CYFRA 21-1 is a soluble serum fragment of cytokeratin 19. In a retrospective study, CYFRA 21-1 was measured along with the tumour markers CA72-4, CASA and the established marker CA125 II in stored serum obtained from 72 women with ovarian cancer at primary diagnosis. Measurement of CYFRA 21-1 had a sensitivity of 44% which was similar to that obtained by the other markers: CA125 II 47%; CA72-4 47%; CASA 31%. The sensitivity of CYFRA 21-1 was 33% in serous ovarian cancer and 36% in mucinous ovarian cancer (Hasholzner et al 1994, 1996). A study in Japan measured CYFRA 21-1 together with CA125 and squamous carcinoma antigen initially in 102 healthy Japanese women to set the reference value and then in 94 women with benign gynaecological disease and 141 women with malignant disease (Inaba et al 1995). The respective positivity rates for CYFRA 21-1 and CA125 were 64% and 77% in ovarian malignancy, while they were 4 and 31% in benign ovarian masses. As a marker, CYFRA 21-1 had an accuracy of 61% in diagnosing ovarian malignancy, which was higher than that of CA125 (53%). The positive predictive value (PPV) of CYFRA 21-1 for ovarian cancer of 94% was significantly higher than the PPV of 69% achieved with CA125. The potential usefulness of CYFRA 21-1 as a tumour marker for ovarian malignancy needs to be explored further before any firm conclusions can be drawn.
In ovarian cancer patients elevated levels of a 6 kDa polypeptide, the tumour-associated trypsin inhibitor (TATI), have been detected in both urine and serum. When used as a single marker in 180 patients with epithelial ovarian cancer and 214 women with benign pelvic pathology, serum TATI achieved a lower sensitivity (63%) and specificity (72%) than CA125 (>35 U/ml). A combination of the two markers increased the sensitivity to 91% but the specificity decreased to 65%. However, the use of TATI was clearly superior in diagnosing mucinous adenocarcinoma of the ovaries, the rate of true positive findings being 64% compared with 50% for CA125. Unlike CA125, TATI levels correlated well with tumour grade. While CA125 remains the single tumour marker of choice in the diagnosis of malignant epithelial ovarian cancer, TATI appears to be a possible complementary marker with a higher sensitivity in cases of poorly differentiated and mucinous carcinoma (Peters-Engl et al 1995). It may also have a role to play in predicting prognosis. When assayed prior to surgery in 66 patients with stage III and IV ovarian cancer, serum TATI levels were elevated in 41%. These women had a 5-year cumulative survival rate of 8%, whereas the survival rate was 45% in the 39 patients with normal preoperative TATI values. In contrast, the preoperative CA125 levels in these women did not predict survival. In multivariate analysis which included age, stage, histological grade and preoperative TATI and CA125 levels, patients with elevated preoperative TATI levels had a 2.3-fold relative risk of death compared with patients with normal preoperative levels. Thus, preoperative determination of serum TATI may have a place in the pretreatment evaluation of patients with advanced ovarian cancer (Venesmaa et al 1994).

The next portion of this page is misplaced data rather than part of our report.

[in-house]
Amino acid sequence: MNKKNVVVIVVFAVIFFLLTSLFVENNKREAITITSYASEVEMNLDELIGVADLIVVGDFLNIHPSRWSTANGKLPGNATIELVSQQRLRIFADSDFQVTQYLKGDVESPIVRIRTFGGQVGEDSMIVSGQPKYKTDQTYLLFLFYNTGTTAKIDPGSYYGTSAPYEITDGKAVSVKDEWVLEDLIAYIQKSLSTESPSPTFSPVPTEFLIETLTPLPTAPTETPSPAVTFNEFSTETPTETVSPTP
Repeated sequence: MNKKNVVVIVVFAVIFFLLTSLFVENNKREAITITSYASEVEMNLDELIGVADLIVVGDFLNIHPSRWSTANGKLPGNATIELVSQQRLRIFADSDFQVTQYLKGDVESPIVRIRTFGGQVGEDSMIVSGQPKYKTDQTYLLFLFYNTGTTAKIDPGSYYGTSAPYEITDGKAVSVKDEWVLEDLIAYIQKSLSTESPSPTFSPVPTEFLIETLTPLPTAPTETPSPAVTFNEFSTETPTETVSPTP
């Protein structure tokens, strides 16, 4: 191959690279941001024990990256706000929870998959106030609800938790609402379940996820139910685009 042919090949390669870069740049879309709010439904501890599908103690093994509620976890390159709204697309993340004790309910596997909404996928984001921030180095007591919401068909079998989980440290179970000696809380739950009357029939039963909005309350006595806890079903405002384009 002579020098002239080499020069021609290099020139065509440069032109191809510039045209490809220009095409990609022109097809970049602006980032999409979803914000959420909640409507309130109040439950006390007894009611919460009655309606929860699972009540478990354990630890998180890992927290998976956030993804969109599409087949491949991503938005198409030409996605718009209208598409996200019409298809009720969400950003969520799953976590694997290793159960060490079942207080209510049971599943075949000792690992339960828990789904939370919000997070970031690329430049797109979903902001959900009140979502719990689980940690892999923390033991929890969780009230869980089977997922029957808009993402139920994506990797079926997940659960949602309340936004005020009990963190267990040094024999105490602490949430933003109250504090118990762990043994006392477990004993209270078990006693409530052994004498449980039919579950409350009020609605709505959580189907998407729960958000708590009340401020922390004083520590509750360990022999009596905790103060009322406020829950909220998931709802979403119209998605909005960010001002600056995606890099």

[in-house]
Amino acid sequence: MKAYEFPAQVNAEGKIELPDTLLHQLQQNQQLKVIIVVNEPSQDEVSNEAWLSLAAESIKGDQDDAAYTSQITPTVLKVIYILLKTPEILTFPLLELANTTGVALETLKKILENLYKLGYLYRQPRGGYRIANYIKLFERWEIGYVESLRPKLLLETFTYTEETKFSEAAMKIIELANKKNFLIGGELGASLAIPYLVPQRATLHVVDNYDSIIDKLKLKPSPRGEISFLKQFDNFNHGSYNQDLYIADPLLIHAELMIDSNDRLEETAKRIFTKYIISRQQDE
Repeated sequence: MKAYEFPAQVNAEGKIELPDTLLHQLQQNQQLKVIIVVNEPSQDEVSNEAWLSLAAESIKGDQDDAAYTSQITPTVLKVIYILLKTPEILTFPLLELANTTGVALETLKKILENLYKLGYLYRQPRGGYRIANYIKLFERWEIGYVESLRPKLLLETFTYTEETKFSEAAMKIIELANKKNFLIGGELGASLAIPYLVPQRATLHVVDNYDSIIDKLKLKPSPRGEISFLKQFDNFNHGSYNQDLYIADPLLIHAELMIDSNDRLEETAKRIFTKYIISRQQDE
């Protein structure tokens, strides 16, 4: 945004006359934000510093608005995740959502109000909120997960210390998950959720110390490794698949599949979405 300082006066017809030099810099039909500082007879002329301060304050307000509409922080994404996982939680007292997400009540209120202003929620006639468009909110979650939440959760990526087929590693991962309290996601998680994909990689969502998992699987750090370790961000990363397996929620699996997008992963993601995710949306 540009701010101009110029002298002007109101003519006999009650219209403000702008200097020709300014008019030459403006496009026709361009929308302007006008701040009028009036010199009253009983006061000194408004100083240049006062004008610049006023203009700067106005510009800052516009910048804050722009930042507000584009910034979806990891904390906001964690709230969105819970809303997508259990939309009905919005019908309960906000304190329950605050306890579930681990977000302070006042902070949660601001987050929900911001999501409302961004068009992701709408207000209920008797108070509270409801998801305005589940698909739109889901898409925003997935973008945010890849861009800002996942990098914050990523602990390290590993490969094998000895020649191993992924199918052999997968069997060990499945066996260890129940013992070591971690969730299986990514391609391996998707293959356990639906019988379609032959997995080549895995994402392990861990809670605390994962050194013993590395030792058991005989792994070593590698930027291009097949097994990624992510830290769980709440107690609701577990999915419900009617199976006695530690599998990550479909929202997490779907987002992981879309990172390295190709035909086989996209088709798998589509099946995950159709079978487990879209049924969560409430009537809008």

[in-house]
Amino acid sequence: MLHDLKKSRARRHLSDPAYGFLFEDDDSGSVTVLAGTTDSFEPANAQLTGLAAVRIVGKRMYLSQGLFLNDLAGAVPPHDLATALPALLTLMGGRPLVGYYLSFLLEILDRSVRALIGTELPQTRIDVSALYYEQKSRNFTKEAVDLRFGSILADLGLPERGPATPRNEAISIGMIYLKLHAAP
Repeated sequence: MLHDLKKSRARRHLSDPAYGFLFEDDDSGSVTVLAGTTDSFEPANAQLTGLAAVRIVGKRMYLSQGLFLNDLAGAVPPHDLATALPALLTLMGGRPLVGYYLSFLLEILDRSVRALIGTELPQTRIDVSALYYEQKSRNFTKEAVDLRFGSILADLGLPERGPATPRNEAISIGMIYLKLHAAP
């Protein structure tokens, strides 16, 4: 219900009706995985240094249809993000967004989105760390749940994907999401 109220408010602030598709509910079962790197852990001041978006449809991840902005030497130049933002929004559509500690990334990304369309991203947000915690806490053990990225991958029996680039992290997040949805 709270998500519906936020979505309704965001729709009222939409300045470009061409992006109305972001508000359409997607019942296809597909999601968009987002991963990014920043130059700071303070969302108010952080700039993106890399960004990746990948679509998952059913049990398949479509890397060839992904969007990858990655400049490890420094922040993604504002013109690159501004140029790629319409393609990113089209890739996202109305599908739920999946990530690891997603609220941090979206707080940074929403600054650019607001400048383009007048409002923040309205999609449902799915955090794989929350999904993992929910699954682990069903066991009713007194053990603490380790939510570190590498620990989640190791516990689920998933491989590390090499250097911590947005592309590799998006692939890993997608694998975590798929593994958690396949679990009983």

Multiple serum markers have been assessed in isolation and in various combinations in women with ovarian cancer, both in the context of screening and in assessing prognosis and monitoring response and recurrence. The most significant finding is that in women with ovarian cancer, no single agent or combination has emerged as having a clear clinical advantage over CA125, except in specific tumour subtypes such as germ-cell tumours with yolk sac or chorionic elements and granulosa cell tumours (Table 2).
There are no serum tumour markers with a well-established role in clinical management of endometrial cancer. Serum CA125 levels are elevated in 10-27% of patients with endometrial carcinoma (Patsner et al 1990, Takeshima et al 1994, Hakala et al 1995). In two series of 42 and 148 women, respectively, with endometrial cancer (Gadducci et al 1990, Tomas et al 1990), the incidence of elevated serum CA125 levels was significantly greater in advanced-stage disease (63-67%) than in early-stage disease (10-19%). Thus CA125 measurement prior to surgery may be useful in predicting the presence of extrauterine and metastatic spread. Serum CA125 levels may have a role in surveillance following treatment of patients with early-stage endometrial carcinoma, but may be falsely elevated in the presence of severe radiation injury. Isolated recurrences in the vagina do not cause elevation, while distant metastasis normally does.
Among the general tumour markers for gynaecological malignancy, CYFRA 21-1 was found to be elevated in 52% of endometrial malignancies (Inaba et al 1995) and urinary p-core or UGF levels were elevated in 38-48% of samples from women with endometrial carcinoma (Kinugasa et al 1995, Cole et al 1996).
Screening for cervical cancer uses exfoliative cytology and currently there are no serological markers being explored in this context. However, in assessing
Table 2 Role of current tumour markers in ovarian cancer
Ovarian cancers Screening Differential Prognostic Monitoring Detection of diagnosis indicator response to recurrence treatment
Epithelial CA125 as part of
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